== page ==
Definition of bygone in English:

bygone

adjective

  • Belonging to an earlier time.

    ‘relics of a bygone society’
    • ‘Yes, this is a faux period piece, with extravagant costumes and peachy Technicolor colours from bygone movies.’
    • ‘The poet also dreams nostalgically of bygone years and of lost childhood.’
    • ‘It has lent its support to Keighley Bus Museum's search for a permanent site to house its collection of bygone buses.’
    • ‘The atmosphere of Strawberry Hill is one of gracious hospitality - again somehow it speaks of a bygone age.’
    • ‘The book contains many photographs of bygone times and also includes former electric tramways in the area.’
    • ‘They represent bygone ages and social changes that occurred round the world.’
    • ‘There are plenty of houses and churches where you can soak up the carefully arranged atmosphere of bygone Bloomsbury.’
    • ‘The Street administration portrays the mounted unit as a relic of a bygone era.’
    • ‘Tourists would marvel at the elegant ingenuity of a bygone age.’
    • ‘Looking back, I suppose it was a relic from a bygone age even then.’
    • ‘I see something of several male friends from those bygone days and they too report that they never hear from their old girlfriends.’
    • ‘Now the houses of these bygone families have become a focus for visiting tourists and history buffs.’
    • ‘The steam locomotive evokes nostalgic memories of a bygone era with its glory and old age charm.’
    • ‘The Colonel is a self-fashioned sleuth who seems to belong to a bygone era.’
    • ‘So once again Europe was simply recalling the glories of the ancient bygone age on behalf of the natives.’
    • ‘He spoke about how certain people are heroes but they are all bygone.’
    • ‘And is it really the business of government to prop up the ancient memorials of a bygone era?’
    • ‘It is one of the most stunning buildings in the Clyde Valley and clearly belongs to a bygone age of sumptuous extravagance.’
    • ‘The traditions and proceedings of the Commons are largely derived from a bygone age and none more so than it's adversarial nature.’
    • ‘Moreover, English class society of a bygone era seems a relatively easy target.’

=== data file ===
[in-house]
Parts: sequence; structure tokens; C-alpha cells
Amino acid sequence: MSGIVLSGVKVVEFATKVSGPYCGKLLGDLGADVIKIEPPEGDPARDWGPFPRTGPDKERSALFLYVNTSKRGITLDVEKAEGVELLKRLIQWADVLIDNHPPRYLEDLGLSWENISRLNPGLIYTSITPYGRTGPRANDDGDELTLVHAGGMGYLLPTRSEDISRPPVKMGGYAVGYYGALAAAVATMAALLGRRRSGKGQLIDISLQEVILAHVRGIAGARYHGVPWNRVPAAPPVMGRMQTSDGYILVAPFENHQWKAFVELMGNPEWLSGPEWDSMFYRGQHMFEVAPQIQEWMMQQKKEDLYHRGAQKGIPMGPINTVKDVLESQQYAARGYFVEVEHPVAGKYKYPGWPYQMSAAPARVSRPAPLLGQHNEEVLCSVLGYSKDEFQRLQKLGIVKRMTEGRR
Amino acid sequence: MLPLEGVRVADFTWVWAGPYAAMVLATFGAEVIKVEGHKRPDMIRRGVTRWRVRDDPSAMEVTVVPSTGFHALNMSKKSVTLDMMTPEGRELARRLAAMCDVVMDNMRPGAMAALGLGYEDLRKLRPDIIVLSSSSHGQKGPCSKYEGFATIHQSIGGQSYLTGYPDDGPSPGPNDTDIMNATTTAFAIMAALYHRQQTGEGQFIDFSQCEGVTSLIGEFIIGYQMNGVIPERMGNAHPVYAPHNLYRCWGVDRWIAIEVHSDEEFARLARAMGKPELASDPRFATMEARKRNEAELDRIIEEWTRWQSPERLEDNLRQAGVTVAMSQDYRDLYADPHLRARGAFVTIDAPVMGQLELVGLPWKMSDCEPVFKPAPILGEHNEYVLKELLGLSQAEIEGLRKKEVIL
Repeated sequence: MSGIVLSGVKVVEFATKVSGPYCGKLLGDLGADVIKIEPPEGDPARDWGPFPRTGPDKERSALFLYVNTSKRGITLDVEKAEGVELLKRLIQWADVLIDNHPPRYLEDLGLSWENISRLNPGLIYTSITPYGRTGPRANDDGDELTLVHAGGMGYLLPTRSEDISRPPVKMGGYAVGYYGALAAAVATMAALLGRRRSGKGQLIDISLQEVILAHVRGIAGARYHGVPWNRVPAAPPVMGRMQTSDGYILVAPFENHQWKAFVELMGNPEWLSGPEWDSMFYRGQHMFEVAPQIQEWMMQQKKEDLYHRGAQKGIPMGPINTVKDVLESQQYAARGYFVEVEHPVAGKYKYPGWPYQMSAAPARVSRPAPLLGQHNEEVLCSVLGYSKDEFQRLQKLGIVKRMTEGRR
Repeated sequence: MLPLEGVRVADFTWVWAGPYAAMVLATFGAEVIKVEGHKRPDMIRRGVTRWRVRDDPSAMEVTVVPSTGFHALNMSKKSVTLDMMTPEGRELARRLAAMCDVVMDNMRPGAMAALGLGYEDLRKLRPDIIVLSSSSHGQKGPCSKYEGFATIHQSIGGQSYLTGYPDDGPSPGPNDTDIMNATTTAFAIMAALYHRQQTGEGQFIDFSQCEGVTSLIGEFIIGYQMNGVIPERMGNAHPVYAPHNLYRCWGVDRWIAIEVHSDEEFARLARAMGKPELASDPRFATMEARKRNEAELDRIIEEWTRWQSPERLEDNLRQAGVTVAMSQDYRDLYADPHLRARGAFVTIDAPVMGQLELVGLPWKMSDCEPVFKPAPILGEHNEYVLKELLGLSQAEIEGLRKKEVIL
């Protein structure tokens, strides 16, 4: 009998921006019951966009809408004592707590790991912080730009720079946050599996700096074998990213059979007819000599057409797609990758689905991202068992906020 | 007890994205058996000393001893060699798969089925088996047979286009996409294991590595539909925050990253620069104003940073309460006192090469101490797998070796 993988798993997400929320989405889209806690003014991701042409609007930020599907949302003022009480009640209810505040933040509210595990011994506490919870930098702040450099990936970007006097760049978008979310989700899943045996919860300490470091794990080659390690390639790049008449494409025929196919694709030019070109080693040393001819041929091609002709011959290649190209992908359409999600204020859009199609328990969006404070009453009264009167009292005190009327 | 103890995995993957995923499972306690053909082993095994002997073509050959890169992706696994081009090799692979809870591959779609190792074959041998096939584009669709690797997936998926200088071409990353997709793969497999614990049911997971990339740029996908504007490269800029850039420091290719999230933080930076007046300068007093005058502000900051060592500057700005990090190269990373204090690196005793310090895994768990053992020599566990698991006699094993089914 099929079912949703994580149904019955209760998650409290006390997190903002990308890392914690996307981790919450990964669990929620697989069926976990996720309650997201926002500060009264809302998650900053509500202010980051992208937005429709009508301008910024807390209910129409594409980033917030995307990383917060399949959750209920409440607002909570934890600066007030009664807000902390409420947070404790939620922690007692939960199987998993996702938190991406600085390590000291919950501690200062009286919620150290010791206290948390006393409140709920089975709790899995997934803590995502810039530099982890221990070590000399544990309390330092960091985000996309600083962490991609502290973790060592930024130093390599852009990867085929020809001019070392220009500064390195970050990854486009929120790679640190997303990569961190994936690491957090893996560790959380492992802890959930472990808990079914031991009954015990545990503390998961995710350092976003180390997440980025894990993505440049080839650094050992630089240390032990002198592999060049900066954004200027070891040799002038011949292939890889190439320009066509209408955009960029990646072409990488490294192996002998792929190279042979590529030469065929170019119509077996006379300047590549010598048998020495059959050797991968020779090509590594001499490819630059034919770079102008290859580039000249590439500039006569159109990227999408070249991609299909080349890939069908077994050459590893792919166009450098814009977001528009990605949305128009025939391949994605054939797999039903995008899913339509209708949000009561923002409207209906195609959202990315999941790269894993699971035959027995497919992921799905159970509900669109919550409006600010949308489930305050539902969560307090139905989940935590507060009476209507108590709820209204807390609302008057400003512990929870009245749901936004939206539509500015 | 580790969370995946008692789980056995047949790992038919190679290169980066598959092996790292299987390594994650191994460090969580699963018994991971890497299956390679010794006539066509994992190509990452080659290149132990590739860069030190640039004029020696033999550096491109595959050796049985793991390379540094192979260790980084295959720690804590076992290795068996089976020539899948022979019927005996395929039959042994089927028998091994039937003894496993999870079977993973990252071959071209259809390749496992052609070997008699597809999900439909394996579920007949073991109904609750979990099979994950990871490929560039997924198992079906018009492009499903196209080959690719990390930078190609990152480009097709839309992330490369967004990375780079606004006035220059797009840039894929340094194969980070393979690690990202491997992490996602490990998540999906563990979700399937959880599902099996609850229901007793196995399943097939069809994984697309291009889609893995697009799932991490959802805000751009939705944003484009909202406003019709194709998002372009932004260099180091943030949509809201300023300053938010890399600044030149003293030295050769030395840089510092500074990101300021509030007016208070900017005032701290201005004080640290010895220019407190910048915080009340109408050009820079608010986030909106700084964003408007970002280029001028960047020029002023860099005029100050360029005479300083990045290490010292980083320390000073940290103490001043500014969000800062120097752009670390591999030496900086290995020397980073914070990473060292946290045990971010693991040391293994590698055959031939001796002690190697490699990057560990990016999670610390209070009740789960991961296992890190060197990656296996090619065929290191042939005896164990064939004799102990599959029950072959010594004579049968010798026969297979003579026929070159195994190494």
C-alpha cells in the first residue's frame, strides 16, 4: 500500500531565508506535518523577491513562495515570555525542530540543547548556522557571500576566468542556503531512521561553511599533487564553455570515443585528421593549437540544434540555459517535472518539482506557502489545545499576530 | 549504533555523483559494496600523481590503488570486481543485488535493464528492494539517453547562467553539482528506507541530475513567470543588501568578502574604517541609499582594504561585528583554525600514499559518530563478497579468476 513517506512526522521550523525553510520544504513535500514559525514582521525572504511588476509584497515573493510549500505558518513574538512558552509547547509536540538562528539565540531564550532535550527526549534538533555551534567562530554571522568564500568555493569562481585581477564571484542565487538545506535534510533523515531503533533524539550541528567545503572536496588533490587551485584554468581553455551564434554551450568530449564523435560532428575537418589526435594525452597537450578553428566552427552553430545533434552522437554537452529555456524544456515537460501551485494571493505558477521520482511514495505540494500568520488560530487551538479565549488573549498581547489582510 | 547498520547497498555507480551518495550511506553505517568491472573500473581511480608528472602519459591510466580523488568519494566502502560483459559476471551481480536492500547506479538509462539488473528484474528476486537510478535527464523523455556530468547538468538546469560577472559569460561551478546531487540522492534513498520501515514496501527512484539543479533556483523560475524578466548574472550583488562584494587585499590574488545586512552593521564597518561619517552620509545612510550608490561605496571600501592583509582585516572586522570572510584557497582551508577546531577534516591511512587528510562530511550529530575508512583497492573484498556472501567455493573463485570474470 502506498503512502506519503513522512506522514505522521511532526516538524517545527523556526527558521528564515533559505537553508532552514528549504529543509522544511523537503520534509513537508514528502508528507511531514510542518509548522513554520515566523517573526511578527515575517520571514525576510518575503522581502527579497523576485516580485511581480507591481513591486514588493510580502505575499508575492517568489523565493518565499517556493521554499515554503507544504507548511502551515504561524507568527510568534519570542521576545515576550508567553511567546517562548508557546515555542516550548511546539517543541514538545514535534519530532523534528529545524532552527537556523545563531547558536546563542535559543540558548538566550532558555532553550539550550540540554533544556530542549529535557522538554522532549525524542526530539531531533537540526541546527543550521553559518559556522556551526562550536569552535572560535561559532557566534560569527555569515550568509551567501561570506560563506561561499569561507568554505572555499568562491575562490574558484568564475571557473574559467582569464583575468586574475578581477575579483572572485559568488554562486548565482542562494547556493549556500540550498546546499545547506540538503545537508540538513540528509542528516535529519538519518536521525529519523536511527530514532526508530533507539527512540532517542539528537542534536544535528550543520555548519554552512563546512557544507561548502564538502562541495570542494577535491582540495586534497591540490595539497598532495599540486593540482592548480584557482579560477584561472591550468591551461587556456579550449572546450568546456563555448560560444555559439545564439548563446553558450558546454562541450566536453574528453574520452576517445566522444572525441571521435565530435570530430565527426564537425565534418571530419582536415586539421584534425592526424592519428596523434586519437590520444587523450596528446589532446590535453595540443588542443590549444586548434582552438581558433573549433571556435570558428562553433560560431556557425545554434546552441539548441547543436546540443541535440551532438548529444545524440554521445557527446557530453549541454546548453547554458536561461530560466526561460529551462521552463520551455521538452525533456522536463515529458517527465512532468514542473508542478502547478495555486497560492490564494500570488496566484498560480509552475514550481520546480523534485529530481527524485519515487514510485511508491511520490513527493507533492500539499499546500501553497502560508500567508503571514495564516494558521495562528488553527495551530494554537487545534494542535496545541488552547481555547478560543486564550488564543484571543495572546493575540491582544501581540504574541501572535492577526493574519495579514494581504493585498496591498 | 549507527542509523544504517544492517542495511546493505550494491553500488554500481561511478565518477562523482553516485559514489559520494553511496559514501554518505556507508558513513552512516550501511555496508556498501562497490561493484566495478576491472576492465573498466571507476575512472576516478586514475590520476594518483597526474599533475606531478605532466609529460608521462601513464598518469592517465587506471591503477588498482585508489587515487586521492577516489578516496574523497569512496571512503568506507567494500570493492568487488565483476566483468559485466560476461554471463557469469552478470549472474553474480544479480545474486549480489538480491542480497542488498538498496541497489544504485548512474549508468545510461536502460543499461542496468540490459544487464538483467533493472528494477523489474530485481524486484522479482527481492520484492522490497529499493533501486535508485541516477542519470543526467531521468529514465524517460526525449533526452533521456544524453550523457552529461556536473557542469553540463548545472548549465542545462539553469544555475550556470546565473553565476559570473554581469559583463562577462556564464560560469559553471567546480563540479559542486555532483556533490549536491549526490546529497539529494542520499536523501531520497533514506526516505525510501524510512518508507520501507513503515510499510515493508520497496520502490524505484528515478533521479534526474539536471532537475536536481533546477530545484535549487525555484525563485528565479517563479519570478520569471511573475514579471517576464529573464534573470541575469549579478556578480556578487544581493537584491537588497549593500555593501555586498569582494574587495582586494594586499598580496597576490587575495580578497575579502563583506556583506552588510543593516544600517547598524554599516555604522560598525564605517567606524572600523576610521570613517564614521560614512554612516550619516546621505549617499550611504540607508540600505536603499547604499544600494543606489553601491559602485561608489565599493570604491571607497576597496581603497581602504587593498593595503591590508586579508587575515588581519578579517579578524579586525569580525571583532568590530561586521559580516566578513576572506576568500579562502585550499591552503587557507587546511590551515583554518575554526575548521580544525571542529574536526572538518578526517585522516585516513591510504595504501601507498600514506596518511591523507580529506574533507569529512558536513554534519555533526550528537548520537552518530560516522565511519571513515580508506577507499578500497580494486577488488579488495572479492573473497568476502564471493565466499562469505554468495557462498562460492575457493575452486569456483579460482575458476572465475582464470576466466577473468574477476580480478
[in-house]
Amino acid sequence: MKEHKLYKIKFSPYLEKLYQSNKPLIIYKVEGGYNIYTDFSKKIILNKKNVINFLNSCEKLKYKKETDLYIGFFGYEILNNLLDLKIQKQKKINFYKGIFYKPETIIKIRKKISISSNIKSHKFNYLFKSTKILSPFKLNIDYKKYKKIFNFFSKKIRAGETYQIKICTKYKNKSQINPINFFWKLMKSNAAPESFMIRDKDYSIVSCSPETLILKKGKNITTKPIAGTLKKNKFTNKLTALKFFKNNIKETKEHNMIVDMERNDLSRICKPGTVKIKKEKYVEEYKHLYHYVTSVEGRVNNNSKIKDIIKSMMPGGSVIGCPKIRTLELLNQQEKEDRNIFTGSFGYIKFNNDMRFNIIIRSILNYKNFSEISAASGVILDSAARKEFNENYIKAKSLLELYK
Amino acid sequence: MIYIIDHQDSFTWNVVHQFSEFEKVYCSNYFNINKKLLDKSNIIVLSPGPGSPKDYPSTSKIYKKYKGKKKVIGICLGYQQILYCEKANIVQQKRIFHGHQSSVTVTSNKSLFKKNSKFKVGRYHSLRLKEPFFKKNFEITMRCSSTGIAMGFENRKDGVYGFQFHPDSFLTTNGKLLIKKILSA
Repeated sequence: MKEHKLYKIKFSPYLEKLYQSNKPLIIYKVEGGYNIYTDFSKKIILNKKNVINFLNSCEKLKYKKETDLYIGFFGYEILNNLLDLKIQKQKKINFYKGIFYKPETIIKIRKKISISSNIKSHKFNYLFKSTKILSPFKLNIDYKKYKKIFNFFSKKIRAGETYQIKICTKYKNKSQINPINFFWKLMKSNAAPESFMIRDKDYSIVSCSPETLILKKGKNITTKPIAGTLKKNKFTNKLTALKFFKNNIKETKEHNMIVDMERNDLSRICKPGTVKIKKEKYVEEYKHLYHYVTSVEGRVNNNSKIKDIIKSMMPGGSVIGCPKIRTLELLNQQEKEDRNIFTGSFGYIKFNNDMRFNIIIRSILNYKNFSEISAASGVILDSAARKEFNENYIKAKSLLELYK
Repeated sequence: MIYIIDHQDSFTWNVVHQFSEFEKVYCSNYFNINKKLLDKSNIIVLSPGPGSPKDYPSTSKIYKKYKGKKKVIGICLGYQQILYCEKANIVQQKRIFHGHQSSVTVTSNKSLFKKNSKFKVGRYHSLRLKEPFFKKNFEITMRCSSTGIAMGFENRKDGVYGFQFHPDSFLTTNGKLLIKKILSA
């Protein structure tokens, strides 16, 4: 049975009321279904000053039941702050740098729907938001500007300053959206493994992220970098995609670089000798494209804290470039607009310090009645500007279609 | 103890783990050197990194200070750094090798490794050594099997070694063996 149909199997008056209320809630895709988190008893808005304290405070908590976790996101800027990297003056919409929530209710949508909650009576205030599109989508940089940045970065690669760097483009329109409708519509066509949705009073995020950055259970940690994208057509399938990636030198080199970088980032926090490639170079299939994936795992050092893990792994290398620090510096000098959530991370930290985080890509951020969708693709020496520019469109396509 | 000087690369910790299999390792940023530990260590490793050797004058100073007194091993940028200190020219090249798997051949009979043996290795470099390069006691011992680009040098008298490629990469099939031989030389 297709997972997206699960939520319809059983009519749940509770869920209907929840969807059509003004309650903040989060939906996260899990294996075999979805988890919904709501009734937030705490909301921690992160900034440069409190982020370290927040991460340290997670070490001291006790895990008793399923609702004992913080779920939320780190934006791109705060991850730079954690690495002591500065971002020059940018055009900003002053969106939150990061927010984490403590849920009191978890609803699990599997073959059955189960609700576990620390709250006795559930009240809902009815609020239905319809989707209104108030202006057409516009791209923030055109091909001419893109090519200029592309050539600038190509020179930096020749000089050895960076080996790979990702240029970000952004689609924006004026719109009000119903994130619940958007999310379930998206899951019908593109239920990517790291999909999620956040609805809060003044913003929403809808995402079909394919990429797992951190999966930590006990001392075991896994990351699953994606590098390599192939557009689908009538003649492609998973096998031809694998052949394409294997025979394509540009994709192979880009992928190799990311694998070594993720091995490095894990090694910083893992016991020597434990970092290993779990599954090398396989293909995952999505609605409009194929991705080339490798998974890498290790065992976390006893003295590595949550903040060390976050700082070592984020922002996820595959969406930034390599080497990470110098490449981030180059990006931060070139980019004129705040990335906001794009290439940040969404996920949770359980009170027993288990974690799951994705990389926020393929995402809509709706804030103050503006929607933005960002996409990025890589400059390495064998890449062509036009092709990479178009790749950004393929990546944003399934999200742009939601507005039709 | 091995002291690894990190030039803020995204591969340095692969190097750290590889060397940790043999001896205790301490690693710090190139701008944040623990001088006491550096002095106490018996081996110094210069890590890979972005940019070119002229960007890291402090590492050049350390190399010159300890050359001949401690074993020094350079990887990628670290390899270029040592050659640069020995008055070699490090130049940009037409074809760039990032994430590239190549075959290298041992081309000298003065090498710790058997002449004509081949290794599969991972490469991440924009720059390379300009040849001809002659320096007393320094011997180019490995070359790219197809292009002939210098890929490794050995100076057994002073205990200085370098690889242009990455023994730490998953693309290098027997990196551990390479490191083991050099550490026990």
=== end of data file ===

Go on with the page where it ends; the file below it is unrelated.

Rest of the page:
past, former, earlier, one-time, long-ago, gone by, previous, forgotten, lost, finished, completed, of old, ancient, antiquated, obsolete, departed, dead, extinct, defunct, out of date, outmoded, passé
    of yore, olden, foregone
    forepassed
    View synonyms

noun

  • A thing dating from an earlier time.

    • ‘The astonishing collection of antiques, bygones and collectibles of Lincolnshire artist is expected to attract hundreds of fans.’
    • ‘It even installed several icons on the desktop hawking the company and other bygones.’
    • ‘Recollections of bygones are merely threatening to stalk him in the here and now.’
    • ‘Other modern bygones would include radios, TV sets and motorcycling gear.’
    • ‘The painful ache of regrets and bygones slowly fade into a mixture of brandy and honey.’
    • ‘The brittleness of both Old Firm defences meant the invoking of bygones in the lead-up to yesterday's derby.’
    • ‘Apparently, bygones haven't been gone by for long enough yet, and the attempt was repulsed.’
    • ‘It was he who spotted the potential of the Pickering doctor's collection of bygones, and pushed for the creation of what became York Castle Museum.’
    • ‘But it might be another story when it comes to bygones in terms of his relationship with this White House.’
    • ‘Never pays much attention does Anglia - more interested in his farming diary or talking about bygones.’
    • ‘Villagers are appealing for bygones and curios as they take their plans for a madcap ‘inland regatta’ a step forward.’
    • ‘There was a full house for the April meeting at the WI Hall when a representative of the Cogges Farm Museum, Witney, talked about rural and domestic bygones.’

Pronunciation:

bygone

/ˈbīˌɡôn/